I absolutely love Hippies by Harlem. It was released in 2010 by a band whose most notable achievement is either opening for Jack White’s side project, The Dead Weather or an incredibly entertaining Twitter account. Still, Harlem’s 2010 release, Hippies, is one of my most listened to albums of all time. It’s also probably the least defensible album among the ranks of my other favorite albums. Hippies is not a transcendental album, and it was made by a band almost no one has heard of.

Harlem is a trio from Austin, Texas by way of Tuscon, Ariz. They tend to to produce fuzzed-out pieces of garage rock with scuzzy lyrics, confrontational titles and incredibly catchy hooks. Harlem have released two albums and an EP–Free Drugs, Hippies and LSD Saves, respectively. According to Wikipedia and Twitter, the band is on indefinite hiatus to the my, and other weirdos’, chagrin

Of Harlem’s three releases only Hippies was reviewed widely enough to generate a metacritic page. The album, which was released by Matador generally well-received, Songs were praised for their effective hooks and comedic sensibilities. It received criticism for its 18-song running length and for a handful of songs that are essentially only a repeated chorus.

Hippies is certainly guilty on all charges. The majority of the songs are simple, quirky deconstructions of dysfunctional relationships. Any vitriol tends to come off as incorrigibly mischievous instead of malicious. Lyrics reference immolation of an ex, drug use, Casper the Ghost and make good use of the occasional curse word. Every song is also simple and catchy enough to make the album an inadvertent singalong. The songs will be wedged in your head, and the sparse arrangement is begging for another voice.

Of course, it is also true that Hippies contains 18 songs. None of these songs runs much longer than three minutes. Hippies fits on a single CD, but it is sort of an approximation of what a Ramones’ double album effort might be like, but with a greater folk influence. 18 songs hellbent on beating their way into your skull and then abruptly ending. I’m a fan of this quality, but there is definitely a feeling that maybe the band could have done more with less. A tight, 13-song album would definitely contain all of Hippies‘ highlights, and it would still display the band’s bottomless reservoir of garage rock ear worms. However, the album never entirely wears out its welcome given the brevity of the tracks themselves. Also, considering Harlem’s dearth of material, there has been time to get to know every song on Hippies extensively.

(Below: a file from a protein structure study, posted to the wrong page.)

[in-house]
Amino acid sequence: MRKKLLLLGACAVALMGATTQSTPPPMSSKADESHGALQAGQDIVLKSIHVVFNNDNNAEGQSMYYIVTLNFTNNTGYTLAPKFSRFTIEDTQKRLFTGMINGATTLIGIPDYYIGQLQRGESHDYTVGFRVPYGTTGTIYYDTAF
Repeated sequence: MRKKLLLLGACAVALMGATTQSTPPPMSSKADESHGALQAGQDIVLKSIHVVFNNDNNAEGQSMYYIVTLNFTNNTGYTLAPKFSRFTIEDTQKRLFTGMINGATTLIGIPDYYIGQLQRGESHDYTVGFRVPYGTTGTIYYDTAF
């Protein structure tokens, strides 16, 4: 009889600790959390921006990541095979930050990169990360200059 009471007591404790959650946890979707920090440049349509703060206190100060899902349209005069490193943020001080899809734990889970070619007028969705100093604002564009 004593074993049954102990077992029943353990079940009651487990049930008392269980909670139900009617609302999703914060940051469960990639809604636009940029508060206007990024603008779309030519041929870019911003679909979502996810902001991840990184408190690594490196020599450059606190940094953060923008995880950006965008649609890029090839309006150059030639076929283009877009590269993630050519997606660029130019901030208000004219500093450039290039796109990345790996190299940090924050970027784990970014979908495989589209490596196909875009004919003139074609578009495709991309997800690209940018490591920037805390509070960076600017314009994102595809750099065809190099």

Ultimately, this is an imperfect album. Its songs certainly aren’t cerebral, and there sure are a lot of them. Still, in my opinion it is undeniably great despite these minor flaws. It’s a collection of garage rock and punk songs. The irreverent lyrics are more clever than they need to be and the musical arrangements sound much prettier than they mean to. There’s just the right amount of feedback and roughness around the edges of Hippies to capture the scuzz a band called Harlem desired without taking away from the stellar tunes. All in all, Hippies is an awesome collection of songs from a quasi-existent band, and it’s definitely worth a listen. Just don’t be surprised when you find yourself revisiting its warm tones.

Can I borrow a feeling? The latest from Strand of Oaks uses obvious influences to illicit honest emotion.

Heal by Strand of Oaks, Timothy Showalter, is a puree of critically lauded influences. The echoes of painfully honest Joni Mitchell lyrics, soaring Bruce Springsteen choruses, early U2 synth lines and sloppy guitar work courtesy of Pavement or Dinosaur Jr. ring throughout the album.

Although Heal is basically mystery meat made from the grounds of Rolling Stone’s list of the 500 greatest albums of all time. it has been incredibly well-received–and rightly so.

Despite being transparently derivative Heal is an excellent record. The reference points are familiar, but Showalter is successful in injecting the album with intense, personal feeling entirely his own. Heal tapers off toward the end, but its first six songs are some of the best music released this year and would make a remarkable, albeit short, standalone album.

These songs run the gamut from the straight-ahead rock of the album opener , “Goshen ’97” to the emotionally raw 7-and-a-half minute tribute to Jason Molina and his music, “JM”. The album’s first half also describes a variety of emotions and Showalter’s personal battles with substance abuse and self-image, which gives it a striking resonance.